Vivo-Morpholinos: Same oligos, from cultures to critters -


Cellular and molecular mechanisms of muscle atrophy
Paolo Bonaldo, Marco Sandri


Skeletal muscle is a plastic organ that is maintained by multiple pathways regulating cell and protein turnover. During muscle atrophy, proteolytic systems are activated, and contractile proteins and organelles are removed, resulting in the shrinkage of muscle fibers. Excessive loss of muscle mass is associated with poor prognosis in several diseases, including myopathies and muscular dystrophies, as well as in systemic disorders such as cancer, diabetes, sepsis and heart failure. Muscle loss also occurs during aging. In this paper, we review the key mechanisms that regulate the turnover of contractile proteins and organelles in muscle tissue, and discuss how impairments in these mechanisms can contribute to muscle atrophy. We also discuss how protein synthesis and degradation are coordinately regulated by signaling pathways that are influenced by mechanical stress, physical activity, and the availability of nutrients and growth factors. Understanding how these pathways regulate muscle mass will provide new therapeutic targets for the prevention and treatment of muscle atrophy in metabolic and neuromuscular diseases.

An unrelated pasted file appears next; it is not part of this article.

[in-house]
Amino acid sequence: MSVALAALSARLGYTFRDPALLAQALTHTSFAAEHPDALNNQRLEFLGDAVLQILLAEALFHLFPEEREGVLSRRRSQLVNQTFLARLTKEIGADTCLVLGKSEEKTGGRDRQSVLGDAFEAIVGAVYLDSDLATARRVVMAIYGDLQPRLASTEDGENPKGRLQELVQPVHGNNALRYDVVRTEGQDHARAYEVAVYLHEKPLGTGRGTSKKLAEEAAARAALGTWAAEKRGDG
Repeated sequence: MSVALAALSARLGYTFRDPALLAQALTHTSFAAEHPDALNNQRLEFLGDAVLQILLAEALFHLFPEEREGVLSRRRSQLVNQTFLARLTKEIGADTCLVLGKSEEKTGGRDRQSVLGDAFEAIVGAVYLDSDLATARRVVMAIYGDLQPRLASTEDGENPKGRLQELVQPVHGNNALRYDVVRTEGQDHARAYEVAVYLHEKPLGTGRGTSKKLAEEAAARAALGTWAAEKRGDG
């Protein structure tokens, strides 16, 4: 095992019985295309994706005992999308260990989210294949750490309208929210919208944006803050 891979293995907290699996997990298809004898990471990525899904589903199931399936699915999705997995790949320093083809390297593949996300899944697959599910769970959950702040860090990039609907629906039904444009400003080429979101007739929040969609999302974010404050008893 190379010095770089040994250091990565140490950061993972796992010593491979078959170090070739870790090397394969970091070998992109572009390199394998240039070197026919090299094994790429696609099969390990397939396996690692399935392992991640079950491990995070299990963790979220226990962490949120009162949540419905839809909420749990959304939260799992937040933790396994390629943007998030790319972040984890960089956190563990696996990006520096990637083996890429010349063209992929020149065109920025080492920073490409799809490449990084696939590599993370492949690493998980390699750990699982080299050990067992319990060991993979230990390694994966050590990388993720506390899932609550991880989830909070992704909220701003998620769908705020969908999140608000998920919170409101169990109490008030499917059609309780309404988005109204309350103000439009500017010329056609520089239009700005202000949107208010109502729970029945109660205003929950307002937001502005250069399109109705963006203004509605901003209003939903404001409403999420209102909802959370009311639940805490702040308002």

Our work is supported by grants from Telethon-Italy (GGP10225 and GGP11082 to P.B.; TCP04009 to M.S.), from the European Union (MYOAGE, contract: 223576 of FP7 to M.S.; BIO-NMD FP7-HEALTH-241665 to P.B.), ERC (MyoPHAGY to M.S.), the Italian Ministry of Education, University and Research (to P.B. and M.S.) and CARIPARO (to M.S. and P.B.).

This is an Open Access article distributed under the terms of the Creative Commons Attribution Non-Commercial Share Alike License (, which permits unrestricted non-commercial use, distribution and reproduction in any medium provided that the original work is properly cited and all further distributions of the work or adaptation are subject to the same Creative Commons License terms.

View Full Text